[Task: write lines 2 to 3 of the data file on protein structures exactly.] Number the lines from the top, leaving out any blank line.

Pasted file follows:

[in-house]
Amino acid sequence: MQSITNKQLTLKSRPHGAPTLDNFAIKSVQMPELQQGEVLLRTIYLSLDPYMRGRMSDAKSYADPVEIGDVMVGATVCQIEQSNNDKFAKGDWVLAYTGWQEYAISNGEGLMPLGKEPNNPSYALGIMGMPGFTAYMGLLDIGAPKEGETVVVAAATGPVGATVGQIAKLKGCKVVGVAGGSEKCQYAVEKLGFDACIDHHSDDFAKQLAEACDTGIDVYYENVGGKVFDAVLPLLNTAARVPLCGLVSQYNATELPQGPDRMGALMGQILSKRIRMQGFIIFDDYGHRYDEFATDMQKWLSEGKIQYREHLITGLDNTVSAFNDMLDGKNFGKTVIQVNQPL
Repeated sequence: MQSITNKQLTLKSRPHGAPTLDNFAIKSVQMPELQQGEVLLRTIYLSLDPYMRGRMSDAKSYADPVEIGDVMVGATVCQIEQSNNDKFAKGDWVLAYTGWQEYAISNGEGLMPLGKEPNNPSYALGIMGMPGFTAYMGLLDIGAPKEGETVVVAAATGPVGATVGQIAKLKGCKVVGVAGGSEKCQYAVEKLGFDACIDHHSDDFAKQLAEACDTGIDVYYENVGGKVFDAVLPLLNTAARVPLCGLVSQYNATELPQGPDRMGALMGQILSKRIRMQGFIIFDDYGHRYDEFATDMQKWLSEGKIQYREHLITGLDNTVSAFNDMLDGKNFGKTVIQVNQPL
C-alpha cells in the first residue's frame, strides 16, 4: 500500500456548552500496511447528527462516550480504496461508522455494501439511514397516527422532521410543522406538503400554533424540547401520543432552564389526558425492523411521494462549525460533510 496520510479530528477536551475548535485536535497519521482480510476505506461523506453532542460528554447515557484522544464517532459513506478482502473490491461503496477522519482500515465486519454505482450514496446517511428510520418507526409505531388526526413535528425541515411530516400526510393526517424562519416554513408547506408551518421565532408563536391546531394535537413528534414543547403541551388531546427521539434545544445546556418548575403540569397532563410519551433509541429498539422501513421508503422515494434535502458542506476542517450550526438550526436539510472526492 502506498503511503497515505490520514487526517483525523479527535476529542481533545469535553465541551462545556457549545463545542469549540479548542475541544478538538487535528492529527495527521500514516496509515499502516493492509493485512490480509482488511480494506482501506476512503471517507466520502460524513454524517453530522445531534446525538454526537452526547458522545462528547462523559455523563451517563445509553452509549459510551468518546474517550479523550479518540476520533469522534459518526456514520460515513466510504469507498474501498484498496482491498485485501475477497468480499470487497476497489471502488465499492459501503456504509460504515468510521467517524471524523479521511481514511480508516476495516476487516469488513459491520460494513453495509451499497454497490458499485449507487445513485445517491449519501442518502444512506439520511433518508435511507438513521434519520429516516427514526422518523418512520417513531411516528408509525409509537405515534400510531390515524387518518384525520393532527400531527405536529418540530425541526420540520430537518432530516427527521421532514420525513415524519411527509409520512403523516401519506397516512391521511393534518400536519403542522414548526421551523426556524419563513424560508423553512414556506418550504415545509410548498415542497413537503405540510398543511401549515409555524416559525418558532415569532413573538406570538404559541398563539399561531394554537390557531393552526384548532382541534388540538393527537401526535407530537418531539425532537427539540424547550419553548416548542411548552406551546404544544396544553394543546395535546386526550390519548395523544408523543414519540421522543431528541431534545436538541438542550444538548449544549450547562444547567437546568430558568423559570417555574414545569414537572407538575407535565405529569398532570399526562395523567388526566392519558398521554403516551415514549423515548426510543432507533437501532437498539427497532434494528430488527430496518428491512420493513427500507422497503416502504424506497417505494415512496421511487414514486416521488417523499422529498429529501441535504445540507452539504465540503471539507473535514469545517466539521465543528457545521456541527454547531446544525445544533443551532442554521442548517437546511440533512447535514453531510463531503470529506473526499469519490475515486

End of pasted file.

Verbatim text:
Amino acid sequence: MQSITNKQLTLKSRPHGAPTLDNFAIKSVQMPELQQGEVLLRTIYLSLDPYMRGRMSDAKSYADPVEIGDVMVGATVCQIEQSNNDKFAKGDWVLAYTGWQEYAISNGEGLMPLGKEPNNPSYALGIMGMPGFTAYMGLLDIGAPKEGETVVVAAATGPVGATVGQIAKLKGCKVVGVAGGSEKCQYAVEKLGFDACIDHHSDDFAKQLAEACDTGIDVYYENVGGKVFDAVLPLLNTAARVPLCGLVSQYNATELPQGPDRMGALMGQILSKRIRMQGFIIFDDYGHRYDEFATDMQKWLSEGKIQYREHLITGLDNTVSAFNDMLDGKNFGKTVIQVNQPL
Repeated sequence: MQSITNKQLTLKSRPHGAPTLDNFAIKSVQMPELQQGEVLLRTIYLSLDPYMRGRMSDAKSYADPVEIGDVMVGATVCQIEQSNNDKFAKGDWVLAYTGWQEYAISNGEGLMPLGKEPNNPSYALGIMGMPGFTAYMGLLDIGAPKEGETVVVAAATGPVGATVGQIAKLKGCKVVGVAGGSEKCQYAVEKLGFDACIDHHSDDFAKQLAEACDTGIDVYYENVGGKVFDAVLPLLNTAARVPLCGLVSQYNATELPQGPDRMGALMGQILSKRIRMQGFIIFDDYGHRYDEFATDMQKWLSEGKIQYREHLITGLDNTVSAFNDMLDGKNFGKTVIQVNQPL